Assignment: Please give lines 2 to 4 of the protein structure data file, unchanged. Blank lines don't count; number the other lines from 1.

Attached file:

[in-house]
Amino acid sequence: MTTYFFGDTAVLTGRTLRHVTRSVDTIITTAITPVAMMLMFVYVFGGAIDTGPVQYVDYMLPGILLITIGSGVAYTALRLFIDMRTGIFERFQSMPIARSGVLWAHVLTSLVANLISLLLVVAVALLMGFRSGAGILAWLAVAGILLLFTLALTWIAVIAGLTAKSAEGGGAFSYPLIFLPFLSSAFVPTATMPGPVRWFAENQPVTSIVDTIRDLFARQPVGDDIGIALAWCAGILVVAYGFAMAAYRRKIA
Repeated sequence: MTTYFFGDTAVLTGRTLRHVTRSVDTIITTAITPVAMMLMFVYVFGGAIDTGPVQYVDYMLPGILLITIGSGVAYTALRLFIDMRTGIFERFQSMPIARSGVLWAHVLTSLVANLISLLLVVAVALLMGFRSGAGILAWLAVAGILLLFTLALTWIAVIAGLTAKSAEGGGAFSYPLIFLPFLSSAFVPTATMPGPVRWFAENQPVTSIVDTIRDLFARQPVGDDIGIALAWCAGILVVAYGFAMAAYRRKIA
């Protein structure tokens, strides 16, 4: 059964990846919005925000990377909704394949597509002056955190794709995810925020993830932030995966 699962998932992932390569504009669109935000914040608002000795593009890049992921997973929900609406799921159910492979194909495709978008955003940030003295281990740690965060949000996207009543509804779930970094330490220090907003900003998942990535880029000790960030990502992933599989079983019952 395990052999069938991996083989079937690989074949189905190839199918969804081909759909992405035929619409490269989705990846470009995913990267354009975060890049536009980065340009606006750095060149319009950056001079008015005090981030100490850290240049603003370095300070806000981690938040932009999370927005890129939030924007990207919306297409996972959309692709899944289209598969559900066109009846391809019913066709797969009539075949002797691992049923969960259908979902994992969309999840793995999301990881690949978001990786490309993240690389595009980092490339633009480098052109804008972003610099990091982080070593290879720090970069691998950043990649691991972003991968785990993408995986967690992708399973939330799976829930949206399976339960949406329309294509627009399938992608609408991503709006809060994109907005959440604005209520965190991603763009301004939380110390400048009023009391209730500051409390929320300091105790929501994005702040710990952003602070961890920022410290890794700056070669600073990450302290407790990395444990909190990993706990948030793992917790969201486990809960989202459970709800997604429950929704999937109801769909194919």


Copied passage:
Amino acid sequence: MTTYFFGDTAVLTGRTLRHVTRSVDTIITTAITPVAMMLMFVYVFGGAIDTGPVQYVDYMLPGILLITIGSGVAYTALRLFIDMRTGIFERFQSMPIARSGVLWAHVLTSLVANLISLLLVVAVALLMGFRSGAGILAWLAVAGILLLFTLALTWIAVIAGLTAKSAEGGGAFSYPLIFLPFLSSAFVPTATMPGPVRWFAENQPVTSIVDTIRDLFARQPVGDDIGIALAWCAGILVVAYGFAMAAYRRKIA
Repeated sequence: MTTYFFGDTAVLTGRTLRHVTRSVDTIITTAITPVAMMLMFVYVFGGAIDTGPVQYVDYMLPGILLITIGSGVAYTALRLFIDMRTGIFERFQSMPIARSGVLWAHVLTSLVANLISLLLVVAVALLMGFRSGAGILAWLAVAGILLLFTLALTWIAVIAGLTAKSAEGGGAFSYPLIFLPFLSSAFVPTATMPGPVRWFAENQPVTSIVDTIRDLFARQPVGDDIGIALAWCAGILVVAYGFAMAAYRRKIA
């Protein structure tokens, strides 16, 4: 059964990846919005925000990377909704394949597509002056955190794709995810925020993830932030995966 699962998932992932390569504009669109935000914040608002000795593009890049992921997973929900609406799921159910492979194909495709978008955003940030003295281990740690965060949000996207009543509804779930970094330490220090907003900003998942990535880029000790960030990502992933599989079983019952 395990052999069938991996083989079937690989074949189905190839199918969804081909759909992405035929619409490269989705990846470009995913990267354009975060890049536009980065340009606006750095060149319009950056001079008015005090981030100490850290240049603003370095300070806000981690938040932009999370927005890129939030924007990207919306297409996972959309692709899944289209598969559900066109009846391809019913066709797969009539075949002797691992049923969960259908979902994992969309999840793995999301990881690949978001990786490309993240690389595009980092490339633009480098052109804008972003610099990091982080070593290879720090970069691998950043990649691991972003991968785990993408995986967690992708399973939330799976829930949206399976339960949406329309294509627009399938992608609408991503709006809060994109907005959440604005209520965190991603763009301004939380110390400048009023009391209730500051409390929320300091105790929501994005702040710990952003602070961890920022410290890794700056070669600073990450302290407790990395444990909190990993706990948030793992917790969201486990809960989202459970709800997604429950929704999937109801769909194919």